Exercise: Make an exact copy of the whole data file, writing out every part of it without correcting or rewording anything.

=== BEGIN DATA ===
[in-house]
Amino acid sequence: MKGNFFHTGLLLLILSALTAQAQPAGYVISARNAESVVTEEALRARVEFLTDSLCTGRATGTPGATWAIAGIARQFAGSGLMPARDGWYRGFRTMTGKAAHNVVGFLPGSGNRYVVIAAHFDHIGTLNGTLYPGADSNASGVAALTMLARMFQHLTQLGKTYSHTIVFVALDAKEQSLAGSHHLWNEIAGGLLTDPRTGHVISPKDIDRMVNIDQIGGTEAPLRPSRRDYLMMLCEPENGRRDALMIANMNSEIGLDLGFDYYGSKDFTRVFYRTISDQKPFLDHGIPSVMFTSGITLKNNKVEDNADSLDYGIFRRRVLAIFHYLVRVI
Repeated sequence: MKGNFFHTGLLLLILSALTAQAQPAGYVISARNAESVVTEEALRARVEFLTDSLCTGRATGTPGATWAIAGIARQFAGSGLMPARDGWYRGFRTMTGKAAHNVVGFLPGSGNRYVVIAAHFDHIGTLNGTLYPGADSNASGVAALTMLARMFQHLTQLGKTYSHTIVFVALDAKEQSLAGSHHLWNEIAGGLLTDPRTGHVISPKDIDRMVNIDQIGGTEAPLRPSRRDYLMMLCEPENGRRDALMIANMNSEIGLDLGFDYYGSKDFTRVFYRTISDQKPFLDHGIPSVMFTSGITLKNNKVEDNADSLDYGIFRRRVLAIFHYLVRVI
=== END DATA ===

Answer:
[in-house]
Amino acid sequence: MKGNFFHTGLLLLILSALTAQAQPAGYVISARNAESVVTEEALRARVEFLTDSLCTGRATGTPGATWAIAGIARQFAGSGLMPARDGWYRGFRTMTGKAAHNVVGFLPGSGNRYVVIAAHFDHIGTLNGTLYPGADSNASGVAALTMLARMFQHLTQLGKTYSHTIVFVALDAKEQSLAGSHHLWNEIAGGLLTDPRTGHVISPKDIDRMVNIDQIGGTEAPLRPSRRDYLMMLCEPENGRRDALMIANMNSEIGLDLGFDYYGSKDFTRVFYRTISDQKPFLDHGIPSVMFTSGITLKNNKVEDNADSLDYGIFRRRVLAIFHYLVRVI
Repeated sequence: MKGNFFHTGLLLLILSALTAQAQPAGYVISARNAESVVTEEALRARVEFLTDSLCTGRATGTPGATWAIAGIARQFAGSGLMPARDGWYRGFRTMTGKAAHNVVGFLPGSGNRYVVIAAHFDHIGTLNGTLYPGADSNASGVAALTMLARMFQHLTQLGKTYSHTIVFVALDAKEQSLAGSHHLWNEIAGGLLTDPRTGHVISPKDIDRMVNIDQIGGTEAPLRPSRRDYLMMLCEPENGRRDALMIANMNSEIGLDLGFDYYGSKDFTRVFYRTISDQKPFLDHGIPSVMFTSGITLKNNKVEDNADSLDYGIFRRRVLAIFHYLVRVI